• Exert certain mechanical and biological influences to modify the behavior of cells
The materials that have received most attention for use in fabrication of TERM products are aliphatic polyesters such as poly(lactic acid) (PLA), poly(glycolic acid) (PGA), poly(ε-caprolactone) (PCL), and polycarbonates like poly(trimethylene carbonate) (PTMC), as well as their copolymers. These materials generally have shown to support cell adhesion and growth. Nonetheless, interaction between cells and synthetic polymers is not very strong. While cell adhesion can be facilitated by adsorption of proteins on the scaffold surfaces or by inclusion of bioactive compounds, in general these polymers are rather hydrophobic, do lack surface recognition sites and except for PTMC, upon degradation they form acidic products. All in all, these factors are severely limiting their further application.

Apart from these synthetic materials, natural biomaterials such as collagen or fibrin, polysaccharides, like chitosan and hyaluronic acid, but also calcium phosphate-based ceramics and decellularized tissues have found utilization as scaffold materials in TERM. The use of decellularized matrices is likely to expand, because they retain the complex set of molecules and three-dimensional structure of authentic tissues. Yet, decellularized matrices come with concerns of potential immunogenicity, presence of infectious agents, product variability, and the inability to completely specify and characterize the bioactive components of the material.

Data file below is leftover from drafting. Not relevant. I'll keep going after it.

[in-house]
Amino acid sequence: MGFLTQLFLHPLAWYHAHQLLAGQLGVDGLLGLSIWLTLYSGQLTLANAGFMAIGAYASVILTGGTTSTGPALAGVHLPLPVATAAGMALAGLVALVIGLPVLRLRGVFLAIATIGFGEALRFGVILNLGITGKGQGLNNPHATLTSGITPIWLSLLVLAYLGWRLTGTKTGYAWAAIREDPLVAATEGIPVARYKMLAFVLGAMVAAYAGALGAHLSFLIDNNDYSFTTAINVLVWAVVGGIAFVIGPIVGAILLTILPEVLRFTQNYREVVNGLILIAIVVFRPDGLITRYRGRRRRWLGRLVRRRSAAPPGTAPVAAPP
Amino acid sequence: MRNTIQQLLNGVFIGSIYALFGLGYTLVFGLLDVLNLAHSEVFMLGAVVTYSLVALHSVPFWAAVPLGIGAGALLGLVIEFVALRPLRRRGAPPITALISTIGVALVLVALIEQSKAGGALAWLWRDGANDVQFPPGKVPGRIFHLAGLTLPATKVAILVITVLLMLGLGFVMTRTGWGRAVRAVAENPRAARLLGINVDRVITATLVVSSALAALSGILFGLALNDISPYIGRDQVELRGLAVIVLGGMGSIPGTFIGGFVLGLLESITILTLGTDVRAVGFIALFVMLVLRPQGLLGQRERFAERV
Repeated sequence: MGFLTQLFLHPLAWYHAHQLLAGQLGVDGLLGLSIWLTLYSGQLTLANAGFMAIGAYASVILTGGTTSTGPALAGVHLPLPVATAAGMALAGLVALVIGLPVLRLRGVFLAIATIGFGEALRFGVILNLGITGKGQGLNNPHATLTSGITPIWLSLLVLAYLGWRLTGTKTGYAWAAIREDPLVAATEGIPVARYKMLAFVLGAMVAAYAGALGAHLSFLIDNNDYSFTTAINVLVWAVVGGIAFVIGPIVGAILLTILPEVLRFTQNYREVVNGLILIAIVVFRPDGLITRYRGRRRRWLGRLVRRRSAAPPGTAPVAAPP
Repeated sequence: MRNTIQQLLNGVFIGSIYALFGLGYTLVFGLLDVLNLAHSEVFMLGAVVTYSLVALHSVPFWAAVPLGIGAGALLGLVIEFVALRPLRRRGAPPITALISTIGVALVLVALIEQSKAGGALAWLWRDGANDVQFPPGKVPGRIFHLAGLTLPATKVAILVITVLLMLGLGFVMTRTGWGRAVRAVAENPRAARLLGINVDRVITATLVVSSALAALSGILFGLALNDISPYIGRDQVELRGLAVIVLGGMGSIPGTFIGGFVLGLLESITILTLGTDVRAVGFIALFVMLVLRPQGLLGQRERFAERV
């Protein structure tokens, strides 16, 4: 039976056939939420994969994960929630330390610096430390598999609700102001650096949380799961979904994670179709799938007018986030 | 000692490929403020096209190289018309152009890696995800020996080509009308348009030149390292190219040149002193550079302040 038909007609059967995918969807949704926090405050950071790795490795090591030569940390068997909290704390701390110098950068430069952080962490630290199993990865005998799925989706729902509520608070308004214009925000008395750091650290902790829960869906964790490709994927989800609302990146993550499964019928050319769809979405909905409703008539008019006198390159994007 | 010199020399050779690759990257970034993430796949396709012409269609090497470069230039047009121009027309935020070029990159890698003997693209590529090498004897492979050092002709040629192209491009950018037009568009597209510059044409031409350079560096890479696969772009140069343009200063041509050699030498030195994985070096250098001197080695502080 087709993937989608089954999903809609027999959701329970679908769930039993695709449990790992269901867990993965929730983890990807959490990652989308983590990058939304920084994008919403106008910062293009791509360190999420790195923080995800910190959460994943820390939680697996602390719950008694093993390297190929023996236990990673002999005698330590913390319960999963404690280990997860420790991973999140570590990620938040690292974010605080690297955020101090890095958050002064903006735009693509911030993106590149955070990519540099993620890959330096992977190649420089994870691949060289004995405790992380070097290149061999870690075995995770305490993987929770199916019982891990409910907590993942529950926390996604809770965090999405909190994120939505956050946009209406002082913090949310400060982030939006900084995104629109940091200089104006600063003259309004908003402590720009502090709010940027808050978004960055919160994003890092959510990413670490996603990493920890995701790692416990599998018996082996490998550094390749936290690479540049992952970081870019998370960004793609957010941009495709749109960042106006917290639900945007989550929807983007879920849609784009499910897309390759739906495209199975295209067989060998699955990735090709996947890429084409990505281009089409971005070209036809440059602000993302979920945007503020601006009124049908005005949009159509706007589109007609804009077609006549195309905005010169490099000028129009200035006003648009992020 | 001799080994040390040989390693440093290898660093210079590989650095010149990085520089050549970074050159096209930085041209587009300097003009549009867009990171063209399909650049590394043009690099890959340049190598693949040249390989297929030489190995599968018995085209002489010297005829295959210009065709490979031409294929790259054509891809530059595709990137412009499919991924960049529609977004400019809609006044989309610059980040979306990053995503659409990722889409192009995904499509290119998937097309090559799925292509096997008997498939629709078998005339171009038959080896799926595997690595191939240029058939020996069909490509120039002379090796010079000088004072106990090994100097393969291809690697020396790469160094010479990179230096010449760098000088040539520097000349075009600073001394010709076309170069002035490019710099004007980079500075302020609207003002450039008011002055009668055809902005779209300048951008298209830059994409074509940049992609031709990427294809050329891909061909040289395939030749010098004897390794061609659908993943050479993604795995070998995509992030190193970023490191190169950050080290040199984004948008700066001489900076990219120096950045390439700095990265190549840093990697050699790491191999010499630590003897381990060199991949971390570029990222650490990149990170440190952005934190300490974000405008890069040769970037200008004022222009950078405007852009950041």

Apart from materials chemistry it should be noted that novel materials processing techniques comprise a prominent capability necessary to successfully develop TERM scaffolds. Fabrication methods like micro-extrusion and -injection moulding, electro-spinning and photolithographic techniques provide most powerful routes to fabricate scaffolds and 3D constructs with superb dimensional resolution, with some techniques moreover providing the ability to generate scaffolds with gradient properties (e.g., porosity and composition) in a directional manner.

4. Biomimetic materials. The fourth category of biomaterials involves so-called biomimetic materials. New regenerative strategies are developed through the application of bionanotechnology. Materials designed with specific structure and function mimicking complex biological molecules provide for structural and functional infrastructure serving as matrix for (endogenous) cells, participate in biological signaling, and – optionally – to efficiently deliver proteins and drugs. Different materials have been explored pre-clinically. This technological approach holds high promise, but still is in embryonic stage-of-development, and is yet to be proven beyond early pre-clinical stage. Biomimetic materials are the quintessential third generation bio-interactive biomaterials, where biological principles have been incorporated in biomaterials design.

The Legacy of Biomaterials in Medicine

MD+DI: How has biomaterials research transformed orthopedics and cardiovascular devices, and other medical applications? 

Marc HendriksHendriks: The use of biomedical materials has a long and fascinating legacy characterized by creativity, innovation and positive medical outcomes. Since the dawn of civilization, mankind has been exploring ways in which natural materials might replace or enhance the natural functions of the human body. Archaeological evidence suggests, for example, that the ancient Egyptians used sea shells to replace missing teeth and linen to close wounds—creating what may have been the first dental implants and sutures.